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Last updateThu, 14 Mar 2019 4pm

Firms urged to check two way radio coverage on site

Construction firms are being advised to keep tabs on how their two way radios perform on site as a build progresses.

The majority of construction companies rely on two way radio to help coordinate work and maintain safety and security. But according to two way radio vendor Brentwood Communications, the closer a project gets to completion, the more likely it is that personnel may start to experience difficulties with poor signal and calls not getting through.

A spokesperson for Brentwood said: “It’s a problem caused by the types of material that are favoured in construction nowadays. When a build starts, construction sites tend to be wide open places that are ideal for radio signals to transmit freely.

But as a build progresses, more and more obstacles are put in the way. When you are using large quantities of very dense, hard material like steel, you can start to see a deterioration in call quality as two way radio handsets struggle to pick up signals clearly.”

Brentwood advises that considering how a build might affect two way radio use is not just a matter of ensuring the project can be completed smoothly, but also thinking about how it will affect future owners and tenants.

“In commercial premises, retail parks, schools, hospitals and many other types of large public building, two way radio is commonly used by security personnel and facilities management operators,” the spokesperson said. “Following a rebuild or renovation project, you might find that your client experiences problems with their existing two way radio once the project is completed.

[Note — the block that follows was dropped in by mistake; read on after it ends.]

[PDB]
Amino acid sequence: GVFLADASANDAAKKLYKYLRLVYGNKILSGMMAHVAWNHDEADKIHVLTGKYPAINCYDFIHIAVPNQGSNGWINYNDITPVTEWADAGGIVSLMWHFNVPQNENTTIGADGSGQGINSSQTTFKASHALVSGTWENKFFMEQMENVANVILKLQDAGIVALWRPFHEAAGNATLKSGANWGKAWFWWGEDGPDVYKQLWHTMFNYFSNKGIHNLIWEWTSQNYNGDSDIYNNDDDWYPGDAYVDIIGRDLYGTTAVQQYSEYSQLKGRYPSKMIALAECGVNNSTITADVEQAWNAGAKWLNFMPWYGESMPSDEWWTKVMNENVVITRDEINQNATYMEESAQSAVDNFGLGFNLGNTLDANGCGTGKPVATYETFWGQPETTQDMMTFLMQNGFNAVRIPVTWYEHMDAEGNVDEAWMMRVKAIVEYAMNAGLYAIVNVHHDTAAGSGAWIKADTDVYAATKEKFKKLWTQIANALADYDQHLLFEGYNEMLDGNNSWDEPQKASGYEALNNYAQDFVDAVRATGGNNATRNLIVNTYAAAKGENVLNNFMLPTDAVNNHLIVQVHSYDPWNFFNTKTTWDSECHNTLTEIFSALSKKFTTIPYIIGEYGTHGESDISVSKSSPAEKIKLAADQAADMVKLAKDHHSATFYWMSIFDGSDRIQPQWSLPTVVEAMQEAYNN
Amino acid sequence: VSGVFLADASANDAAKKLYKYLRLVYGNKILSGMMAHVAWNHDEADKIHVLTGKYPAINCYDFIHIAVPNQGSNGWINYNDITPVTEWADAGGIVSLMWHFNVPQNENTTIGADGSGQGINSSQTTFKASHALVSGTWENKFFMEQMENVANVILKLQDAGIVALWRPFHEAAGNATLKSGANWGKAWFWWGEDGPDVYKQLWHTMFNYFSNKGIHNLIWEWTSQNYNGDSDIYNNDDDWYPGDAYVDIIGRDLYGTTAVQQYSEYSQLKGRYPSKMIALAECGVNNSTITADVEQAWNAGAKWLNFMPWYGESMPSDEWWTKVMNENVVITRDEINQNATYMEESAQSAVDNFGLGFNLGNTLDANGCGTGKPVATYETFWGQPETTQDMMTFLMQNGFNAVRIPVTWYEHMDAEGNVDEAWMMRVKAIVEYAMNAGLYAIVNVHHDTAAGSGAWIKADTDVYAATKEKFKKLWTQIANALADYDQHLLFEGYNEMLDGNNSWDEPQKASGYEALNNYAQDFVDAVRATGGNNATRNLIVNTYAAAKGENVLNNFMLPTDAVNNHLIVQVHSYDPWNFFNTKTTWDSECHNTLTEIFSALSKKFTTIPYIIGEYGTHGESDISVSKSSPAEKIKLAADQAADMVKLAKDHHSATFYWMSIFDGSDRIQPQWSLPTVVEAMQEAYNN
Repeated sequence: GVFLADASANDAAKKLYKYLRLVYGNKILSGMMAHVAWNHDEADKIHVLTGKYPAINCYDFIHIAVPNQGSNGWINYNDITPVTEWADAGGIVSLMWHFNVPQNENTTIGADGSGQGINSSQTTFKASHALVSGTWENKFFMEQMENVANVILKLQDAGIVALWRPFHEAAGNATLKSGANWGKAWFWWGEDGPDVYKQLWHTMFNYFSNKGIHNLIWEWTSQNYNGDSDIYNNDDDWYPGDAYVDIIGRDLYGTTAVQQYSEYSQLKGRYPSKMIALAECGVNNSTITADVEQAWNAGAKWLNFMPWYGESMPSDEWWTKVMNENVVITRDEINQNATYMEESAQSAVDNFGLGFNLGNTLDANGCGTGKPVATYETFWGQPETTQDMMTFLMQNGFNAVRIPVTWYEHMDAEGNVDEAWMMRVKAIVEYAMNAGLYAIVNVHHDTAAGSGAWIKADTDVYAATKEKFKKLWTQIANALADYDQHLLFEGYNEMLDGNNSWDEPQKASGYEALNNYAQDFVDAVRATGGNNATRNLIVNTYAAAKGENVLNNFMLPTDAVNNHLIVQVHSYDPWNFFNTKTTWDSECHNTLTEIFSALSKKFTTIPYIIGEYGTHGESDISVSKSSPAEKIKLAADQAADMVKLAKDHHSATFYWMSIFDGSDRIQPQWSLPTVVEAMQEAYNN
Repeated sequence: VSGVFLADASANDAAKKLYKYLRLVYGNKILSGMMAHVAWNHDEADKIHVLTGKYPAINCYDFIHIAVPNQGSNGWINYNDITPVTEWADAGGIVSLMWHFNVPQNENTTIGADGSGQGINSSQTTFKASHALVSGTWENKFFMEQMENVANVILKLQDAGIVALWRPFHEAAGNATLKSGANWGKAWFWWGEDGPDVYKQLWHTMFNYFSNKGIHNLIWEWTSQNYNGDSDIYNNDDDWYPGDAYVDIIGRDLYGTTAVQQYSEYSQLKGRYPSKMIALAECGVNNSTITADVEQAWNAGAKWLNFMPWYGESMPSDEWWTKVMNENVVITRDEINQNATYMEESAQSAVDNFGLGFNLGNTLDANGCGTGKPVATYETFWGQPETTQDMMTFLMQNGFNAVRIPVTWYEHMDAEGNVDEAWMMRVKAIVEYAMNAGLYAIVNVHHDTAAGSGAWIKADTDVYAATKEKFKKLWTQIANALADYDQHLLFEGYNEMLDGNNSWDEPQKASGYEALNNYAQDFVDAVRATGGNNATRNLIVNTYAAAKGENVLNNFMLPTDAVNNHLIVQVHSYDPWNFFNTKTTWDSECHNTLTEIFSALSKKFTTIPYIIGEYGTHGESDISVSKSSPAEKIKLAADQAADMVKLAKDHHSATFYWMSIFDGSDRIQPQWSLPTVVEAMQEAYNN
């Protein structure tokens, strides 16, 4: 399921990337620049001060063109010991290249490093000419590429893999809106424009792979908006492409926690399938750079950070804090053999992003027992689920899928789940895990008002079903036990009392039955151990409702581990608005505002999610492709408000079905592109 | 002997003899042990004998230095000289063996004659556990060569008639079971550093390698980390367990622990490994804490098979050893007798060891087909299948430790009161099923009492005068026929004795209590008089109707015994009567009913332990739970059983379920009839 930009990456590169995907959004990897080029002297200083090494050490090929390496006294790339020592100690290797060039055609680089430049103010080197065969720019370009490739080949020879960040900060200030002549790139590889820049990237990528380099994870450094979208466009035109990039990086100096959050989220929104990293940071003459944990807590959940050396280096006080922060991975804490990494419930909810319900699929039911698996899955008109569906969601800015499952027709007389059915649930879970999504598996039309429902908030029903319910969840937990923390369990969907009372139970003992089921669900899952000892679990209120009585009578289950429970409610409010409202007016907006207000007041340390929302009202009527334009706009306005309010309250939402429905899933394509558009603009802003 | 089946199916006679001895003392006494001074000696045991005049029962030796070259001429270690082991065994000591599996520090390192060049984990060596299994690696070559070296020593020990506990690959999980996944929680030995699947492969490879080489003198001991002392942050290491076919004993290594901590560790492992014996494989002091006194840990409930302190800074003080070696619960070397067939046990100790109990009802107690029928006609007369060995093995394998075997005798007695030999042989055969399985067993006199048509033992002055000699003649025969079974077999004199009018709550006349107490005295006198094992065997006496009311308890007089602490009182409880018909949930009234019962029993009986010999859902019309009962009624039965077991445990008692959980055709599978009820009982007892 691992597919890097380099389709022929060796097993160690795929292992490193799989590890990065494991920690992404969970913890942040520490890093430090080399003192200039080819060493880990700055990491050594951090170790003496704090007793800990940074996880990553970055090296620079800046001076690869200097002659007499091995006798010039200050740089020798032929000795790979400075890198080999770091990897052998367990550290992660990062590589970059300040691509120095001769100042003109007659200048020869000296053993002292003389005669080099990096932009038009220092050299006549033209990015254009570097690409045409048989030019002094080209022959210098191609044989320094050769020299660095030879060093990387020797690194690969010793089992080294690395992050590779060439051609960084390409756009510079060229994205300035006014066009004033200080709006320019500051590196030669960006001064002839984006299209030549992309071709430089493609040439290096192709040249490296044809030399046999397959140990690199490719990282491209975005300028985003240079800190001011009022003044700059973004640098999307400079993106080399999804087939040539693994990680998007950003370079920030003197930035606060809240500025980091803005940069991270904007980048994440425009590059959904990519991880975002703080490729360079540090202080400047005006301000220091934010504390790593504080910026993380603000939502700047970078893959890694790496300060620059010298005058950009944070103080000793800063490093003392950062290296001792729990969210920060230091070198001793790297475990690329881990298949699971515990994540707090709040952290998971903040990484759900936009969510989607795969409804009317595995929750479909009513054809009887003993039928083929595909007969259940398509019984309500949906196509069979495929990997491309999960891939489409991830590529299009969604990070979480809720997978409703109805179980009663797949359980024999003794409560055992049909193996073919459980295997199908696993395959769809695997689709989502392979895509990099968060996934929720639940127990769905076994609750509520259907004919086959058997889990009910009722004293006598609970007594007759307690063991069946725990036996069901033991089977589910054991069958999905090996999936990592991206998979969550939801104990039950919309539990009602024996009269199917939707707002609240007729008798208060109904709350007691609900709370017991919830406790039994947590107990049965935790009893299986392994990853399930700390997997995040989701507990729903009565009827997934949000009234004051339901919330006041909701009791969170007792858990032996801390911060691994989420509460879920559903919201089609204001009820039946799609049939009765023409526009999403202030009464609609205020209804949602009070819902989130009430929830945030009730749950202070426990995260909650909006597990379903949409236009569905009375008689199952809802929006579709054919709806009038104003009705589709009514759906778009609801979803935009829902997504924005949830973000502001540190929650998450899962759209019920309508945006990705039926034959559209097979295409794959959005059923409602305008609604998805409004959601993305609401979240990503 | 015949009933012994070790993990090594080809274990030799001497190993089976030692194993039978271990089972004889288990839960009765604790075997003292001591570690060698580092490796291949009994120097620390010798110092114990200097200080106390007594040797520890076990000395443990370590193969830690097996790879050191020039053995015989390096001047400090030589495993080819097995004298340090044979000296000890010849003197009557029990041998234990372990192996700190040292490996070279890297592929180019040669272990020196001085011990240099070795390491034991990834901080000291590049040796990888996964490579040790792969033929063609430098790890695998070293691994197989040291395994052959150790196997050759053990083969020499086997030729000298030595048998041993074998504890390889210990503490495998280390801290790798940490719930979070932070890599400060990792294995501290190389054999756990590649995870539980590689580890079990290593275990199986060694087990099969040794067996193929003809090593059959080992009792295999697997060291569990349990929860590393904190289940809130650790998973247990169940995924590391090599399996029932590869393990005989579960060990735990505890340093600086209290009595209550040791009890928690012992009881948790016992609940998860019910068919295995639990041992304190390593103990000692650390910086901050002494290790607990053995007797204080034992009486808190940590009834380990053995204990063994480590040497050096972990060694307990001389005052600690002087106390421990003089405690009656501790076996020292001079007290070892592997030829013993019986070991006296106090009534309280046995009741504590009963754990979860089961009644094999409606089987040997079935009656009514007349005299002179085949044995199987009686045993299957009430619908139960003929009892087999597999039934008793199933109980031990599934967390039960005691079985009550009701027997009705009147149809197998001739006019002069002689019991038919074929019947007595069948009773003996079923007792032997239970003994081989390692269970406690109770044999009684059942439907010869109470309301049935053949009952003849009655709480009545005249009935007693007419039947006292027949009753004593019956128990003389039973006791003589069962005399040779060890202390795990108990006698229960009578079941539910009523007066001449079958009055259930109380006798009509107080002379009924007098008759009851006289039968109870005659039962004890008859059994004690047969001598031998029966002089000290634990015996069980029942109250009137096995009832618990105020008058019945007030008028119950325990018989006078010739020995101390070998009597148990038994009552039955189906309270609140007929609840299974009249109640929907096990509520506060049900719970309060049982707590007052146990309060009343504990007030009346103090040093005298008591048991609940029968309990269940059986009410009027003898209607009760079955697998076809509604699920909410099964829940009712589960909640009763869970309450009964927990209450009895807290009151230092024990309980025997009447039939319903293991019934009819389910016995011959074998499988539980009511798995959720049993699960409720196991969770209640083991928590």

We recently supplied a new fleet of two way radios to a school in Basildon which had undergone a £26 million rebuild. The new building won awards, but school staff and management found the radios they were using were no longer fit for purpose because the steel frame was hampering signals.”

Planning ahead

Brentwood says that potential issues with two way radio coverage can be spotted in the planning stage once design and materials are finalised. 

“The key is choosing flexible two way radio options which have the capability to handle the added obstructions,” said Brentwood’s spokesperson. “One option is to upgrade from analogue to digital two way radio, which gives you more power and extra signal range.

But lots of construction firms are happy with analogue models, especially with cost considerations in mind. Models like the Kenwood TK2000 are popular in the construction industry because they represent good value, they are lightweight yet durable, and they offer excellent audio quality.

One thing to do is to opt for dual UHF/VHF handsets. VHF performs well in wide open spaces, so is a good option on a construction site in the early stages of a build. But the longer wavelengths struggle once they have to bounce around obstacles, and this is when many problems start to occur. Being able to switch to UHF counters this.”

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